This preview shows pages 1–4. Sign up to view the full content.
This preview has intentionally blurred sections. Sign up to view the full version.
View Full DocumentThis preview has intentionally blurred sections. Sign up to view the full version.
View Full Document
Unformatted text preview: Differential Rate Law Consider a general chemical equation: A + B products Some possible expressions for rate are: or  where and are instantaneous rates. These rates depend on the concentrations of the reacting species. In general, we can write an equation, called the differential rate law , expressing how the rate depends on concentrations. Such an equation is generally of the form: Rate = k[A] n [B] m where n and m are called the order with respect to a given reactant concentration. n = order with respect to reactant A m = order with respect to reactant B n + m = the total order of the reaction. Most of the time, n and m are integers, usually 0, 1, 2. Occasionally, n and m can be fractions such as or . The value of n and m must be determined experimentally, from data on rates and concentrations. These values cannot be predicted from the stoichiometric coefficients of the reaction. The most common approach to finding the rate law (value of n, m in the rate equation), is to compare initial rates with initial concentrations. This is called the method of initial rates. Consider the reaction: NH 4 + (aq) + NO 2 (aq) N 2 (g) + 2H 2 O( ) Rate = k[NH 4 + ] n [NO 2 ] m Expt [NH 4 + ] [NO 2 ] Initial Rate (M s1 ) 1 0.100 0.0050 1.35 x 107 2 0.100 0.010 2.70 x 107 3 0.200 0.010 5.40 x 107 We compare concentration ratios and rate ratios, for different pairs of experiments. If possible, we pick a pair of experiments where all concentration remains the same except for one, and the rate then depends only on this single concentration. Compare Concentration ratio Rate Ratio Expt 1,2 = 2.0 ( for NO 2 ) 7 7 10 x 35 . 1 10 x 70 . 2 = 2.00 Expt 2,3 = 2.00 (for NH 4 + ) 7 7 10 x 7 . 2 10 x 40 . 5 = 2.00 Comparing experiments 1,2, [NH 4 + ] is constant, and the rate depends only on the change in [NO 2 ]. We see that when [NO 2 ] doubles, the rate also doubles. This is a first order reaction with respect to NO 2 (m = 1) Explicitly, we are comparing concentration ratios and rate ratios for experiments 1 and 2 where the concentration changes are for NO 2 . ( 1 2 c c ) m = 1 2 r r where c = concentration, r = rate 2.00 m = 2.00 m = 1 Comparing experiments 2,3 [NO 2 ] is constant, and the rate depends only on the change in [NH 4 + ]. We see that when [NH 4 + ] doubles, the rate also doubles. This is a first order reaction with respect to NH 4 + (n = 1) Explicitly, we are comparing concentration ratios and rate ratios for experiments 2 and 3 where the concentration changes are for NH 4 + . ( 2 3 c c ) n = 2 3 r r where c = concentration, r = rate 2.00 n = 2.00 n = 1 Therefore, the overall rate law is: Rate = k[NH 4 + ][NO 2 ] The reaction is first order in NH 4 + , first order in NO 2 , and second order overall (n + m = 2)....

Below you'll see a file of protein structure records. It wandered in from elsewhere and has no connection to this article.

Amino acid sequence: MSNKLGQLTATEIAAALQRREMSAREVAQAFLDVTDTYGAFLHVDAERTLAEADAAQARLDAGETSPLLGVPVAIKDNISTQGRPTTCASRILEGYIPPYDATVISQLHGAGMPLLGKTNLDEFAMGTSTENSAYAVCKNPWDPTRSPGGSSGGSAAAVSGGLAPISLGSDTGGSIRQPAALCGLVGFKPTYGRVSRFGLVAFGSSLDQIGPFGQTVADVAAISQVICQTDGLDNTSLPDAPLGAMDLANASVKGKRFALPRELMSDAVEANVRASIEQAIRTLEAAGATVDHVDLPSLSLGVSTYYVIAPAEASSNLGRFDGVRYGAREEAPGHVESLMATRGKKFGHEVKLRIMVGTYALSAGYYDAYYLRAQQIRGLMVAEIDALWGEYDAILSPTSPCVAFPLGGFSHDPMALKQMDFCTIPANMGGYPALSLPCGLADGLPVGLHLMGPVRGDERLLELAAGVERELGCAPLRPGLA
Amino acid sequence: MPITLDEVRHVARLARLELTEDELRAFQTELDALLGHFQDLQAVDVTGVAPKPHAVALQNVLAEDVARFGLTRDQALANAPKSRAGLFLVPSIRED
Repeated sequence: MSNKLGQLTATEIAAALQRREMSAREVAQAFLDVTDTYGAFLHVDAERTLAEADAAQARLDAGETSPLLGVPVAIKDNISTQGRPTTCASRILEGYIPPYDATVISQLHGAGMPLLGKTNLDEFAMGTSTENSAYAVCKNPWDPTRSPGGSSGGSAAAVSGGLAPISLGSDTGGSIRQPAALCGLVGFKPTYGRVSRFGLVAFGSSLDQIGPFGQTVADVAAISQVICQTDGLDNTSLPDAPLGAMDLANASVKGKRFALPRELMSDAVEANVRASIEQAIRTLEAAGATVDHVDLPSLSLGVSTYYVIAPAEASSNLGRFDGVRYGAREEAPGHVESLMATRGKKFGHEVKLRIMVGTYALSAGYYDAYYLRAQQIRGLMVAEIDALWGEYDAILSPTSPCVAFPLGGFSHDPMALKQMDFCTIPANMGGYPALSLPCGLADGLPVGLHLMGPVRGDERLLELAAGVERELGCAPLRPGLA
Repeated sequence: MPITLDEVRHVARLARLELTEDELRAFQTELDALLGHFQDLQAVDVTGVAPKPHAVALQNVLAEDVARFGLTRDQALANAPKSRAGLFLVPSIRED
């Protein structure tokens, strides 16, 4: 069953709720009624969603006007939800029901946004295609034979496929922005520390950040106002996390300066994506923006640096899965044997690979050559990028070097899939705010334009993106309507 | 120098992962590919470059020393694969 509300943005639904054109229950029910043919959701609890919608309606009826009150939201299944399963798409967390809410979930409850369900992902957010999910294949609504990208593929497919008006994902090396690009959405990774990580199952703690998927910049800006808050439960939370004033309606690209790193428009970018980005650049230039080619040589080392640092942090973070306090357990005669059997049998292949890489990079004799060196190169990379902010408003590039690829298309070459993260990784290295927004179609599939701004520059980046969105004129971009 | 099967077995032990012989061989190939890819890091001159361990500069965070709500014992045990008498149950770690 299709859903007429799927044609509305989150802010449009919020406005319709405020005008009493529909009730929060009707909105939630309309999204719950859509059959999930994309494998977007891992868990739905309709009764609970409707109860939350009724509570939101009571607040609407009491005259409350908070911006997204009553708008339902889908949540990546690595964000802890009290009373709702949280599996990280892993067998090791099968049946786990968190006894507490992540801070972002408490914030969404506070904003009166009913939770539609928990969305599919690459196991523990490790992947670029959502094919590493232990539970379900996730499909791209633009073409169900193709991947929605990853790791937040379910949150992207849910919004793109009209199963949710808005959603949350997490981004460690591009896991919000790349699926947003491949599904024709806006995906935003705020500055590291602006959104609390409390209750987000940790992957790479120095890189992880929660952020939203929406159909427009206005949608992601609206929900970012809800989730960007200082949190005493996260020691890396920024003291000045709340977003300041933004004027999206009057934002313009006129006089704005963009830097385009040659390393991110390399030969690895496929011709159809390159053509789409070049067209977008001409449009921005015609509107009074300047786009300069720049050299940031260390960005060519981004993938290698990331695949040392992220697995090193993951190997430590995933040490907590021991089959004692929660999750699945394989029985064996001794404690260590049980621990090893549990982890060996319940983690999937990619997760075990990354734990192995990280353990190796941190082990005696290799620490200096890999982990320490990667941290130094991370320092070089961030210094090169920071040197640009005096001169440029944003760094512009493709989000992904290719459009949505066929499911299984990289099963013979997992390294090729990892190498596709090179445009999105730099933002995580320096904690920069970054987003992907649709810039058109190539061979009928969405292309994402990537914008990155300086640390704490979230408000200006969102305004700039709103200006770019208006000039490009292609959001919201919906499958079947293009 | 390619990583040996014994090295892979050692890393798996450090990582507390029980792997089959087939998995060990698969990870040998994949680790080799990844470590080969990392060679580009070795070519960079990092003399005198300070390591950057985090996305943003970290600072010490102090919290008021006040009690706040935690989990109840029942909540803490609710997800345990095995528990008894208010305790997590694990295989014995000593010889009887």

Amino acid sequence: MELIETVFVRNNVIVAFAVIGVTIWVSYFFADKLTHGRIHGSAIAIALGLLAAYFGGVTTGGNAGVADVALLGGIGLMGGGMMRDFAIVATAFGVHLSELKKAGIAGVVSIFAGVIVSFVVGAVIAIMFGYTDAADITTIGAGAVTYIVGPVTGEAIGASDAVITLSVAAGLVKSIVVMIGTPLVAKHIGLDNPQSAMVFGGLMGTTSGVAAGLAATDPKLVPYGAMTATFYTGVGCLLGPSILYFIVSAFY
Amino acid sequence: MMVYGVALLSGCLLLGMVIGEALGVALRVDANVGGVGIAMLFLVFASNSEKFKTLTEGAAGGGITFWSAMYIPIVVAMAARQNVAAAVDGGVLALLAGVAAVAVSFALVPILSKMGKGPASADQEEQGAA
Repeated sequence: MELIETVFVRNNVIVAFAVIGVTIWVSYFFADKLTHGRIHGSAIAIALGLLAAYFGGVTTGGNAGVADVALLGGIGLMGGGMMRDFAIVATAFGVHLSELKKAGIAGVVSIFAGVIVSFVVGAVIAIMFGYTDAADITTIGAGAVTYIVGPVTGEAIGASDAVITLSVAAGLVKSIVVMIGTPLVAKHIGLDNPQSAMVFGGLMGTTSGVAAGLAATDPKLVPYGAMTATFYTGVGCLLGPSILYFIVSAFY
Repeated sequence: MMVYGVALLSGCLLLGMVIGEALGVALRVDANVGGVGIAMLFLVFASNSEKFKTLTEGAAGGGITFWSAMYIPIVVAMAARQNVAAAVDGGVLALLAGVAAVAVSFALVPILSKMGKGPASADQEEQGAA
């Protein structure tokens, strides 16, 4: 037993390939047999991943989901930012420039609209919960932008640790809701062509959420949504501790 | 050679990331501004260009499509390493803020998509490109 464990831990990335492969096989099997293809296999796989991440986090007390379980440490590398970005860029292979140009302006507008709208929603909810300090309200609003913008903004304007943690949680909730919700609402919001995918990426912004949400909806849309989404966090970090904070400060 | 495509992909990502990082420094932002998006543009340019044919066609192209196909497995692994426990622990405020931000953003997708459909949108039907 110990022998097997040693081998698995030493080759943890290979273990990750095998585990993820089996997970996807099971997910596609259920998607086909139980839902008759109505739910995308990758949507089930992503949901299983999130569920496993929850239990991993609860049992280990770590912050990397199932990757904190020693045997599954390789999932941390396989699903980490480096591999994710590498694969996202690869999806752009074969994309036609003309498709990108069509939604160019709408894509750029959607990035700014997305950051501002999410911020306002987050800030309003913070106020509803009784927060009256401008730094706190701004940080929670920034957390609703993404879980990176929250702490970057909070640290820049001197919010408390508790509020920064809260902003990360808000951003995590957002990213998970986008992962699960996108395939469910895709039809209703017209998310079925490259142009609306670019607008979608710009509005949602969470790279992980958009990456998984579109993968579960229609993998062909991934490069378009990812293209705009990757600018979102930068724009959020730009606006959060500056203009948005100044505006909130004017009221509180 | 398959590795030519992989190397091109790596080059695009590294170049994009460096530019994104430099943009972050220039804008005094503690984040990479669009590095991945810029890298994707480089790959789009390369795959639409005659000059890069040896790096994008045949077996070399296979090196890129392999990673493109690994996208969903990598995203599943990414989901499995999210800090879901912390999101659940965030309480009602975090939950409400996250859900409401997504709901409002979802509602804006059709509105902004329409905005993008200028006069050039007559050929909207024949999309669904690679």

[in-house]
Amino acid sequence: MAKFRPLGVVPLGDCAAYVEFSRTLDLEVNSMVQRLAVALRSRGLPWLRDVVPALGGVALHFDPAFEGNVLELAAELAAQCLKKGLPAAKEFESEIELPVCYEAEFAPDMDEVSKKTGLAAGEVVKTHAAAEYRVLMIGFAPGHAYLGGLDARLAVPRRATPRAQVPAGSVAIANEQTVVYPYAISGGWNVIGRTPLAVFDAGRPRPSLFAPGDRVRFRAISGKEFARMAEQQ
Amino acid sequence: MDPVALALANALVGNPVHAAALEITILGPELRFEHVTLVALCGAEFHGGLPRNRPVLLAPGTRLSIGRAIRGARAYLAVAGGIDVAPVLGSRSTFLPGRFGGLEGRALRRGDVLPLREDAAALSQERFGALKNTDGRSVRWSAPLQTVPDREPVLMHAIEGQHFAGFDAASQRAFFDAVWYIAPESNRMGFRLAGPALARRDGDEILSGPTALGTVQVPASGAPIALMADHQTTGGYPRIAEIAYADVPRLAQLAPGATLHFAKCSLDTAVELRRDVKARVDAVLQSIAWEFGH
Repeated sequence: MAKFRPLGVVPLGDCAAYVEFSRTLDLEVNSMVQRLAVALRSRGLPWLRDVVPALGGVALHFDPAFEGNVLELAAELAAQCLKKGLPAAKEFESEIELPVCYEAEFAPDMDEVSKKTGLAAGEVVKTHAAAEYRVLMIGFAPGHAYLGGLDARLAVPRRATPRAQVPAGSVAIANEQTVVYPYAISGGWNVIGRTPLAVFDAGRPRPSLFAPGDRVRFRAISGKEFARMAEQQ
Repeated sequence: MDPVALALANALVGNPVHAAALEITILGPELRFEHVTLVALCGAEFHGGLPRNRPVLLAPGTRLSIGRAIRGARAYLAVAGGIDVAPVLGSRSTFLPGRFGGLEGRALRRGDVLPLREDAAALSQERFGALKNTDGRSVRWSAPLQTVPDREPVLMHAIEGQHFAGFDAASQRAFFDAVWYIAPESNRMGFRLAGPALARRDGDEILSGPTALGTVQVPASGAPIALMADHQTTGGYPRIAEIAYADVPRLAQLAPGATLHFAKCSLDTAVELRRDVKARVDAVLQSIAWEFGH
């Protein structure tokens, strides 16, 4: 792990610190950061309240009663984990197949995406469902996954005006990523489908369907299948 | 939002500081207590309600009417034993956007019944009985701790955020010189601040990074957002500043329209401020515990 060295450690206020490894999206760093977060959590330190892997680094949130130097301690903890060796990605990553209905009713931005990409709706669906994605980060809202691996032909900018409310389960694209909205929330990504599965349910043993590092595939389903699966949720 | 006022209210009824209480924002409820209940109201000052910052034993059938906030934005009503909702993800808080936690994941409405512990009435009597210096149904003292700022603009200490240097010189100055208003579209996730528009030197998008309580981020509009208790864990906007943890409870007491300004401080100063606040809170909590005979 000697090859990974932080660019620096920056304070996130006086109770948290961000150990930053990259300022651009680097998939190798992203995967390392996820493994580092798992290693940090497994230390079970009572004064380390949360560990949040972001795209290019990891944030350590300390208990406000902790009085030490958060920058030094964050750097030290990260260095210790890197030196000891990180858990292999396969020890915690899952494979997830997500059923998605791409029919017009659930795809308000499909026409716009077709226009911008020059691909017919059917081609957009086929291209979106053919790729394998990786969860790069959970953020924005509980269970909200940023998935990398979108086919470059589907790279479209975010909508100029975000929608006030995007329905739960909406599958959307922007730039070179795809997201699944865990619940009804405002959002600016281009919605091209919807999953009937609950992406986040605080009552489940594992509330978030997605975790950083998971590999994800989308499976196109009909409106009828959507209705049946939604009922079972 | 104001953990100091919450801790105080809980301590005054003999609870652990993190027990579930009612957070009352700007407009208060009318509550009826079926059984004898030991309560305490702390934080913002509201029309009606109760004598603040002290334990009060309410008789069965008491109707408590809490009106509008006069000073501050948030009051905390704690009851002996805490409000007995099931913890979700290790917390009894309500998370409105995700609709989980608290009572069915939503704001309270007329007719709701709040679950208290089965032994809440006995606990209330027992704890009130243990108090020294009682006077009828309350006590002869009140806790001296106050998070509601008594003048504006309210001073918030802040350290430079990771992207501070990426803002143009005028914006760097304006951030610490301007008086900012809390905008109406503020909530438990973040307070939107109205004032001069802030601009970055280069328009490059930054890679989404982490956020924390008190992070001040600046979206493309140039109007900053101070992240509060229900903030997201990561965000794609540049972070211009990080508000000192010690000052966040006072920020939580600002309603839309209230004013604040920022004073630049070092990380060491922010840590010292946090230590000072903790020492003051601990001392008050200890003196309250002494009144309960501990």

View
Full
Document
This note was uploaded on 04/03/2008 for the course CHEM 162 taught by Professor Siegal during the Spring '08 term at Rutgers.
 Spring '08
 siegal

Click to edit the document details